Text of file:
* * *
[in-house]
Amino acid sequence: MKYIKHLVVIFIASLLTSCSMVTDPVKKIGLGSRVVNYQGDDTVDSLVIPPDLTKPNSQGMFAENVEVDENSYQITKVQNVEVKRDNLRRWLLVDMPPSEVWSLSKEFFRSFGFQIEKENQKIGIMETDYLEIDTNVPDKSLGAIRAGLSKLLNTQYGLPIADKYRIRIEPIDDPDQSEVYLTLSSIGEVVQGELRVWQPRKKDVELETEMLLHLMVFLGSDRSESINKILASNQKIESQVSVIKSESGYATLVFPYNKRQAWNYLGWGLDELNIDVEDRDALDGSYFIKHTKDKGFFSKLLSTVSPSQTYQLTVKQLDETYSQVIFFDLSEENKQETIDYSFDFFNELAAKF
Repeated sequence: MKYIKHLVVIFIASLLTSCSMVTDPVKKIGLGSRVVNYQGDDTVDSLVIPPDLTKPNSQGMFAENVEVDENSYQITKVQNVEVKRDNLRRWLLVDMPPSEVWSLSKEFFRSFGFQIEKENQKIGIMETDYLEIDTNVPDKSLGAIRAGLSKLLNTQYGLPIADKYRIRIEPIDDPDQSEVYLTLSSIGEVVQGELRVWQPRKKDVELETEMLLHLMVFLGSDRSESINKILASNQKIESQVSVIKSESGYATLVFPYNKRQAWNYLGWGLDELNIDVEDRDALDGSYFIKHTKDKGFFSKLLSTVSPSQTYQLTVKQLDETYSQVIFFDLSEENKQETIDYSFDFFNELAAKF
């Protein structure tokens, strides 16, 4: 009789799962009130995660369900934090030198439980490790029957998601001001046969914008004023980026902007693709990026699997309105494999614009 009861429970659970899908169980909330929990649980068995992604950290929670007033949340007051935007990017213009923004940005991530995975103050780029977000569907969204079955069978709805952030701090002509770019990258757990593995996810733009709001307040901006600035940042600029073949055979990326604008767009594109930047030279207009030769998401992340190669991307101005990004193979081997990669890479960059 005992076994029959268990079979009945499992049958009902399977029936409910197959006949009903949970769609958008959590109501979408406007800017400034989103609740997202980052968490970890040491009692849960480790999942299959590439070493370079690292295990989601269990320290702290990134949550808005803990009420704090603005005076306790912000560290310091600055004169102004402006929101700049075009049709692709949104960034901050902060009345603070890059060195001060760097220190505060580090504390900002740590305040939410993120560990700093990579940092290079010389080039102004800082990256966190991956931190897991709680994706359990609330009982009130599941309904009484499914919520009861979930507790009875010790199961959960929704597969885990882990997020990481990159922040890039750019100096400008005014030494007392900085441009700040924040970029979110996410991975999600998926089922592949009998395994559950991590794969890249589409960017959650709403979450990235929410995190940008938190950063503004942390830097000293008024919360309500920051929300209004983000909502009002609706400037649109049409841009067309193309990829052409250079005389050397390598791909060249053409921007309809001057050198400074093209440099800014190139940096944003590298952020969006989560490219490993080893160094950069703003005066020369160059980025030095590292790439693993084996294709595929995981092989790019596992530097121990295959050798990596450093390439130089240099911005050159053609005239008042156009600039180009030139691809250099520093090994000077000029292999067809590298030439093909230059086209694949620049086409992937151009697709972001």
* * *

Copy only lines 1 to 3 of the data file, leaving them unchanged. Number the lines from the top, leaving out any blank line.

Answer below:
[in-house]
Amino acid sequence: MKYIKHLVVIFIASLLTSCSMVTDPVKKIGLGSRVVNYQGDDTVDSLVIPPDLTKPNSQGMFAENVEVDENSYQITKVQNVEVKRDNLRRWLLVDMPPSEVWSLSKEFFRSFGFQIEKENQKIGIMETDYLEIDTNVPDKSLGAIRAGLSKLLNTQYGLPIADKYRIRIEPIDDPDQSEVYLTLSSIGEVVQGELRVWQPRKKDVELETEMLLHLMVFLGSDRSESINKILASNQKIESQVSVIKSESGYATLVFPYNKRQAWNYLGWGLDELNIDVEDRDALDGSYFIKHTKDKGFFSKLLSTVSPSQTYQLTVKQLDETYSQVIFFDLSEENKQETIDYSFDFFNELAAKF
Repeated sequence: MKYIKHLVVIFIASLLTSCSMVTDPVKKIGLGSRVVNYQGDDTVDSLVIPPDLTKPNSQGMFAENVEVDENSYQITKVQNVEVKRDNLRRWLLVDMPPSEVWSLSKEFFRSFGFQIEKENQKIGIMETDYLEIDTNVPDKSLGAIRAGLSKLLNTQYGLPIADKYRIRIEPIDDPDQSEVYLTLSSIGEVVQGELRVWQPRKKDVELETEMLLHLMVFLGSDRSESINKILASNQKIESQVSVIKSESGYATLVFPYNKRQAWNYLGWGLDELNIDVEDRDALDGSYFIKHTKDKGFFSKLLSTVSPSQTYQLTVKQLDETYSQVIFFDLSEENKQETIDYSFDFFNELAAKF